In a recent project we had an interesting challenge as to how we structured and architected our dotnetcore web api’s. We wanted development and deployment agility, but to maintain the flexibility that comes from micro(macro*)services.
* Arguably the term you use here depends on how you choose to cut your system and services
What to expect
Well, maybe lets start with the opposite – what not to expect?
- This isn’t aimed to be a starter kit, it’s goal is to provide examples
- How you choose to cut up your apis, well that’s one for you too – sorry
- And finally, how you choose to name things (models vs data, services vs domain, core vs base, shared vs common) – yep, that’s also up to you
Now the good bits, what to expect?
The goal of the example project (https://github.com/boro2g/MonolithToMicroserviceApi) is to show working examples of the following scenarios:
- Each WebApi project can run in isolation, without knowledge of others
- The same mindset applies to deployments – each WebApi can be deployed in isolation
- All the WebApi’s can be run and deployed as a single application
Why add this extra complexity?
Good question. The key thing for me is flexibility. If it’s done right you give yourself options – you want to deploy as a monolith, no problem. You want to deploy each bit in isolation, well that’s fine too.
How does it look?
Some key highlights of the image above:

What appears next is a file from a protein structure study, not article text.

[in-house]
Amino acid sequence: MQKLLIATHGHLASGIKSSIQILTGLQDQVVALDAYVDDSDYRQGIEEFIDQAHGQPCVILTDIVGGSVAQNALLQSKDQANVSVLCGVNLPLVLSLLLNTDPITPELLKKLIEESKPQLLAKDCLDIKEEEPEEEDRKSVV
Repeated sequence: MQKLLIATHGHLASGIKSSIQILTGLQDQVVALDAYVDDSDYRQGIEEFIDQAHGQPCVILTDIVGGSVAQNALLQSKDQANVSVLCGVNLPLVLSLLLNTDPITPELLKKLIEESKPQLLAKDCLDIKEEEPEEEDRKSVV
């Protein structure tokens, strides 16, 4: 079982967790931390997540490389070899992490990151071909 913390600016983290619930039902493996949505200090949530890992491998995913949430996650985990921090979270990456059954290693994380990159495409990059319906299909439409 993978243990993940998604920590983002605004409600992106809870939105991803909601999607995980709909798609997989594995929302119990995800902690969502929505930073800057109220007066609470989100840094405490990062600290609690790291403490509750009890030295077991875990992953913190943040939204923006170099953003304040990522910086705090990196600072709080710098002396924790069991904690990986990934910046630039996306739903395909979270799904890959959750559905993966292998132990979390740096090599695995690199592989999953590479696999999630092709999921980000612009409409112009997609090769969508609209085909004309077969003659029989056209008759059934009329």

- This is the shared singular WebApi project that brings everything together
- You can run this via IISExpress, or IIS etc and all the Api’s from the other projects will work within it
- This is the search micro(macro) service
- You can run this in isolation, much like you can the common one
- The same concept as Search, but with other example controllers and code
- These libraries contain common functionality that’s shared between each WebApi
Adding a new WebApi
The search project has a good example of this. If you look in MonolithToMicroserviceApi.Search.WebApi.Startup
You need to add the ApiConfiguration class itself (see the project for examples), the ApiConfigurations code above and then register them all.
Similarly in the common project startup (MonolithToMicroserviceApi.WebApi.Startup). Simply add each ApiConfiguration and register them.
The Api glue
So how does it all glue together? The key underlying code that allows you to pool controllers from one project into another is:
What issues you might run into?
- There is a commented out example of this – in the core project and weather project we have a ‘WeatherForecastController’ – if both of these have the same [Route] attribute you will get an exception.
- A simple fix is to ensure each controller has isolated routes. I’m sure a more clever approach could be used if you have LOTS of WebApi projects, but I’ll leave that for you to work out
- Dependency bleeding
- I don’t feel like this approach introduces any more risk of either cyclic dependencies or ‘balls of mud‘ – IMO that comes down the discipline of the team building your solutions.
What I like about this approach is flexibility. On day 1 you can deploy your common project to a single box and all your api’s are working in one place. Over time, as complexity grows, or your dev teams evolve, different parts can be cut apart but without any fundamental changes needed.
You need to scale your search api, well no problem – deploy it as a single api and scale as you need.
You need to push the weather api to multiple data centres for geo reasons, cut it out and deploy as you want.
Another team needs to own search, again thats fine – you could even pull out to another solution, remove the ApiConfiguration and everyone is happy!? 🙂
I hope it provides some good inspiration. It really doesn’t take much code, or configuration to build what I’d consider to be a very flexible approach to structuring your dotnetcore WebApi projects.